Photo by Carol Ann Sayle
Near evening, 95 degrees, I ventured out to turn water off of some crops and on for some crops, but I couldn't bring myself to look at the beans. Seeing the young okra, with its limbs hanging straight down, and its leaves shading its stalks was enough of a downer. Tomorrow, I promised the okra--which apparently had gone deaf with the heat, for it made no reply--tomorrow you'll get the water, and a nice straw mulch. To the eye, however, even with those remedies, tomorrow afternoon the okra will look just as sad.
Although the okra and the other crops look ravaged in this record-breaking-June heat, each morning tells the real story.Water has to be rationed here. Our shallow bottom-land well is able to dole out moisture to only a tenth of the crops each day. Then through the night the well pump keeps working, transferring water from the aquifer to the rain-water tank where we bank it for use the next day. The tank holds 2,500 gallons of water, and that and the results of the day's continuing slow recharge is all we have for the crops' daily thirst.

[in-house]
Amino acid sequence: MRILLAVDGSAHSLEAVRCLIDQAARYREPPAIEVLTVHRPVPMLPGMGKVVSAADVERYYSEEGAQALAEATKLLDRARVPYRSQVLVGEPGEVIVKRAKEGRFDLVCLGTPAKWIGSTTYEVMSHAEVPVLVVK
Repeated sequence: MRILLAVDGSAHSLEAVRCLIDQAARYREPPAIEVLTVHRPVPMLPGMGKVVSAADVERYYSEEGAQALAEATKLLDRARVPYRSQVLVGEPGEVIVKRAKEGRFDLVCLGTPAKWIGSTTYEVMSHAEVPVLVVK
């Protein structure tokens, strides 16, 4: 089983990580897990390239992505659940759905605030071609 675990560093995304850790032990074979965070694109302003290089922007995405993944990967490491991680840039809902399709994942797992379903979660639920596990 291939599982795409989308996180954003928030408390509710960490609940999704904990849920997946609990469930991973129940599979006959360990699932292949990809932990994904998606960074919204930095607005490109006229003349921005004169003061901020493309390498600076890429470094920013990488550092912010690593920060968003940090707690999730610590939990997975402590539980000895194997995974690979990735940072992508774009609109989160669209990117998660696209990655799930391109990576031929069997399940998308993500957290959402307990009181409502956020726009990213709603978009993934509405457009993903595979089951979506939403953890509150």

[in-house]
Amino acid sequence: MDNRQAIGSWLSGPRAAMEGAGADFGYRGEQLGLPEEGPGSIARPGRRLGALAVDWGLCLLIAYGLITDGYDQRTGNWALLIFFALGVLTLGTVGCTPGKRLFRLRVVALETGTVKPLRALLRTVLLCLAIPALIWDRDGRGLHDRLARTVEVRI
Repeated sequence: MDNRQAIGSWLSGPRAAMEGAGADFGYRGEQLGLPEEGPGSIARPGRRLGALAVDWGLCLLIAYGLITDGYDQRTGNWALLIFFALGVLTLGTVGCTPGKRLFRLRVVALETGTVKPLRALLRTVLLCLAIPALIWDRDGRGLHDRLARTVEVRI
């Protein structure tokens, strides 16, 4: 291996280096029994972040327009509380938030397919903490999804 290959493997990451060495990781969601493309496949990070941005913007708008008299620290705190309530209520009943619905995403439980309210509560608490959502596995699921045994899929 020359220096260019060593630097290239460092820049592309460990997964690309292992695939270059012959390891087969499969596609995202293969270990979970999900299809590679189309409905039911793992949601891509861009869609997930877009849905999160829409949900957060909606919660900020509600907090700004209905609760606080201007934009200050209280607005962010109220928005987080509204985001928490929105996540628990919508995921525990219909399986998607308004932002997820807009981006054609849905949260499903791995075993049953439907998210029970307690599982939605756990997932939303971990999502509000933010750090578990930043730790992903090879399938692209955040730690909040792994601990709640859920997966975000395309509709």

Although the okra and the other crops look ravaged in this record-breaking-June heat (100 to 107 degrees daily the past few weeks and no rain for the last two months), each morning tells the real story. If the plants are desperate for water, dying even, their leaves will still be touching the ground, but if there is any ground water, it will rise during the night, and the roots, then the stems, will take it up and transport it through the leaves (plumping them upward in the process) and unfortunately transpire it into the atmosphere. This is the natural cycle of course, and the atmosphere is supposed to reciprocate by returning moisture to the soil through rain...
Somehow that part of the bargain is withheld. It seems it will be "afternoon" for months now... And to my moaning, Larry replies, "We may as well look towards fall." Always optimistic about the future, he's sure we'll get rain then.
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